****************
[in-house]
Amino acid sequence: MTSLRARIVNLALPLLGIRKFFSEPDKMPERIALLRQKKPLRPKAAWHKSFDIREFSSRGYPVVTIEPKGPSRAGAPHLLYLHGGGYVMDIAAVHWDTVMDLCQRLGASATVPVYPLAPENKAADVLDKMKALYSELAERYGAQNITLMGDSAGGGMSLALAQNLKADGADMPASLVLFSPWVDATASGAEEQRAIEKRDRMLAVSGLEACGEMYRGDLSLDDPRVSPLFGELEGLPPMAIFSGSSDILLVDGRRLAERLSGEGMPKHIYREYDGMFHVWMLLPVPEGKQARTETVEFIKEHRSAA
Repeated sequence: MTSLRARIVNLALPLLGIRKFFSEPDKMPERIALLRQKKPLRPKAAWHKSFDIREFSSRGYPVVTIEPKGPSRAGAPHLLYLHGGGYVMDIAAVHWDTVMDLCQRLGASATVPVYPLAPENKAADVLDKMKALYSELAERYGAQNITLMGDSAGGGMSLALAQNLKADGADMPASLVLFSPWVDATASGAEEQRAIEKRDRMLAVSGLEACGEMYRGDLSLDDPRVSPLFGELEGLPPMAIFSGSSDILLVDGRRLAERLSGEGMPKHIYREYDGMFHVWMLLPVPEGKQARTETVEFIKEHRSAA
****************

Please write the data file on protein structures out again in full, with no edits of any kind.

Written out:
[in-house]
Amino acid sequence: MTSLRARIVNLALPLLGIRKFFSEPDKMPERIALLRQKKPLRPKAAWHKSFDIREFSSRGYPVVTIEPKGPSRAGAPHLLYLHGGGYVMDIAAVHWDTVMDLCQRLGASATVPVYPLAPENKAADVLDKMKALYSELAERYGAQNITLMGDSAGGGMSLALAQNLKADGADMPASLVLFSPWVDATASGAEEQRAIEKRDRMLAVSGLEACGEMYRGDLSLDDPRVSPLFGELEGLPPMAIFSGSSDILLVDGRRLAERLSGEGMPKHIYREYDGMFHVWMLLPVPEGKQARTETVEFIKEHRSAA
Repeated sequence: MTSLRARIVNLALPLLGIRKFFSEPDKMPERIALLRQKKPLRPKAAWHKSFDIREFSSRGYPVVTIEPKGPSRAGAPHLLYLHGGGYVMDIAAVHWDTVMDLCQRLGASATVPVYPLAPENKAADVLDKMKALYSELAERYGAQNITLMGDSAGGGMSLALAQNLKADGADMPASLVLFSPWVDATASGAEEQRAIEKRDRMLAVSGLEACGEMYRGDLSLDDPRVSPLFGELEGLPPMAIFSGSSDILLVDGRRLAERLSGEGMPKHIYREYDGMFHVWMLLPVPEGKQARTETVEFIKEHRSAA